W2271 JSON FILES

From Coder Merlin
Within these castle walls be forged Mavens of Computer Science ...
— Merlin, The Coder


What is JSON?[edit]

Javascript Object Notation or JSON is a text-based, language-independent, data-interchange format that is in a similar category to XML or YAML. Although JSON can be used with almost every major coding language, JSON wouldn't be correctly classified as a "programming language," per se. Rather, it is a text-based, open-standard method of storing, sending, and retrieving data between a client and server. JSON is a very important data representation format because it is widely used to perform most web-based API calls. It is very common in facilitating communication between servers and clients in many applications. When using JSON in Swift, you can think of JSON as a dictionary that maps keys to unique values. These values can be strings, numbers, bools, or null (nothing). As an iOS developer early in your career, it is very important to learn JSON. You will come across it quite often when building applications that interact with web services. For example, major web platforms such as Facebook and Twitter use JSON to transmit data to and from your application.

JSON example[edit]

{"Teammates":[
  { "firstName":"LeBron", "lastName":"James" },
  { "firstName":"Kobe", "lastName":"Bryant" },
  { "firstName":"Michael", "lastName":"Jordan" }
]}

What is the motivation for learning JSON?[edit]

A developer might want to learn JSON for several reasons. First: as a lightweight, text-based, data-integer format, JSON is very intuitive. This makes it relatively easy to become fluent in JSON in a short time.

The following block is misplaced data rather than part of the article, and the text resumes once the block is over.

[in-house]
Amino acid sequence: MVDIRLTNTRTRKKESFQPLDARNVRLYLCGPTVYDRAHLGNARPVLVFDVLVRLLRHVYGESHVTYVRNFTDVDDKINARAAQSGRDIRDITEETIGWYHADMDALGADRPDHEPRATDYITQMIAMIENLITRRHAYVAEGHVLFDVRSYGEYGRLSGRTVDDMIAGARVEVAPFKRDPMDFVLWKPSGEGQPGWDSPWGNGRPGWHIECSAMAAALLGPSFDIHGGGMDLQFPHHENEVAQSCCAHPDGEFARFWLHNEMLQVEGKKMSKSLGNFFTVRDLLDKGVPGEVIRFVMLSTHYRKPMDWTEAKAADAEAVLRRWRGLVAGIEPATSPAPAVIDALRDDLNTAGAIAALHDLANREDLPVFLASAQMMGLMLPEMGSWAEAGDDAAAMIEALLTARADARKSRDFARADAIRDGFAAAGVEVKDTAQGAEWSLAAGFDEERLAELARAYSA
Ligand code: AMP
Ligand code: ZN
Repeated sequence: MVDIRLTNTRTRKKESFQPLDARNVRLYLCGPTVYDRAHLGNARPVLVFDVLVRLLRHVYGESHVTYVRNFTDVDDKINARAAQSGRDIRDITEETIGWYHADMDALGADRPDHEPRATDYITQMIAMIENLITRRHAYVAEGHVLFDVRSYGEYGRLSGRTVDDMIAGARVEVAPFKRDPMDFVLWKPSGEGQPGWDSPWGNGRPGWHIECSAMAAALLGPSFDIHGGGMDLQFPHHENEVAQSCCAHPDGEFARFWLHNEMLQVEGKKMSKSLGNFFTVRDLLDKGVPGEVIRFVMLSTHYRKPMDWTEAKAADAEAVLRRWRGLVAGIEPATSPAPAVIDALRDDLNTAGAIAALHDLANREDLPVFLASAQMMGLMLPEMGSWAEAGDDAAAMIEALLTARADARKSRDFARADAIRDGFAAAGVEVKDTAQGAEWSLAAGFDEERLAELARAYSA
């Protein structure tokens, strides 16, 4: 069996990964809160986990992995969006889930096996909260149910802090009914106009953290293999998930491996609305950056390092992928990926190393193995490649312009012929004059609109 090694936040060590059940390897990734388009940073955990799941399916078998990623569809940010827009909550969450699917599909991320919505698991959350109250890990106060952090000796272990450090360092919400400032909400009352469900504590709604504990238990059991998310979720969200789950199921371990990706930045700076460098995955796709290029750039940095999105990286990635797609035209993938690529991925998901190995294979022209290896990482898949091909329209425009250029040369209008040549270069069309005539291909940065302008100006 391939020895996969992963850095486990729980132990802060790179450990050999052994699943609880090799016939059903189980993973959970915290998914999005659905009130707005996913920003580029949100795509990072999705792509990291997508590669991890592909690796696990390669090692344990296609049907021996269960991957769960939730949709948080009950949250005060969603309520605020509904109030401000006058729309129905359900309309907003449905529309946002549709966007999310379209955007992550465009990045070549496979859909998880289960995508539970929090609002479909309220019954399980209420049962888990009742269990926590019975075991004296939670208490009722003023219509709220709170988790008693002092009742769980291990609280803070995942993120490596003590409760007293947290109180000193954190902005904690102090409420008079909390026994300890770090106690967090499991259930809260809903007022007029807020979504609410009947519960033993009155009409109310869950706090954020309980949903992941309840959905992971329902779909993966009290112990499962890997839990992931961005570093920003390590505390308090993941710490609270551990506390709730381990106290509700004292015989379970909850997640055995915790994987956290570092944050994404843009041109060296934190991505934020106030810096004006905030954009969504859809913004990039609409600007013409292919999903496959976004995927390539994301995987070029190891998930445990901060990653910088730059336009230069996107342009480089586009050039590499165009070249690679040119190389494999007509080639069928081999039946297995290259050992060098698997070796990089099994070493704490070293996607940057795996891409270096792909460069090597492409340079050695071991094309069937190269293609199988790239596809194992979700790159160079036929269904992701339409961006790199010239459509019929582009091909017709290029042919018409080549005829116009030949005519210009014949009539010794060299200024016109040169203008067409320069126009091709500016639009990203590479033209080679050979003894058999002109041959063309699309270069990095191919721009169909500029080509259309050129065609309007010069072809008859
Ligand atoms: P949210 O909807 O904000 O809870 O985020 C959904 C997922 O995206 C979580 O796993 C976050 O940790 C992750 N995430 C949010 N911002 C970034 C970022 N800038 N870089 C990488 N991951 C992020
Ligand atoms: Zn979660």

Second: because is it derived from JavaScript notation and syntactically similar to JavaScript, it is very easy for JavaScript compilers to compile JSON and to convert JSON to and from JavaScript objects. This makes it extremely easy to use JSON to transmit data within web applications, such as sending data to and from a server and a client. If you are familiar with JavaScript, you will have an immediate head start in learning JSON.

Third: JSON is an independent data-integer format. This means that nearly every major coding language has a JSON library. This allows JSON to be injected and interpreted by compilers, independent of the coding language you are using.

What are the benefits and shortcomings of JSON?[edit]

Let's explore some of the primary benefits and shortcomings of JSON because it will most certainly come up in your day-to-day coding practices. And to better frame a convincing argument for the advantages and disadvantages of JSON, it is important to define what we are comparing JSON against. Today, as you may know, several other comparable lightweight human-readable data-interchange formats are used. Some of the closest apples-to-apples comparisons are XML and YAML. To highlight some of the advantages and disadvantages of JSON, let's take a look at how JSON compares to some of the other common toolsets in this category.

Benefits of JSON[edit]

Let's start with some of the advantages as to why a developer might choose JSON over any other similar text-based data-interchange format.

1. Easily Readable. One of the strongest benefits of JSON is its readability. To humans, JSON is readable and intuitive. And to compilers, JSON easily interpreted via a parsed string. This gives it a big advantage over other comparable data-interchange formats.

2. Compact. The JSON syntax is very compact and efficient. This makes it easy to write in a condensed format, supporting easy data parsing.

3. Widely Supported. JSON is widely supported by most coding language compilers, browsers, and operating systems. This makes it easy to use JSON with very few compatibility concerns.

Shortcomings of JSON[edit]

Even with its flexibility, readability, and wide adoption among coding languages, JSON has several shortcomings.

1. Lack of Standards. Unfortunately, JSON lacks a set of universal release standards. This has led to incompatible JSON versions.

2. Lack of Robustness. As an easy-to-write, text-friendly format, JSON lacks some robustness. JSON has no ability for you to annotate data structure or add metadata to JSON text.

3. Dangerous with Untrusted Service. The JSON service return from web services is wrapped in a JSON function call. There is no oversight in the trust of the browser or web service JSON data is being transmitted over. This can unintentionally expose a vulnerability.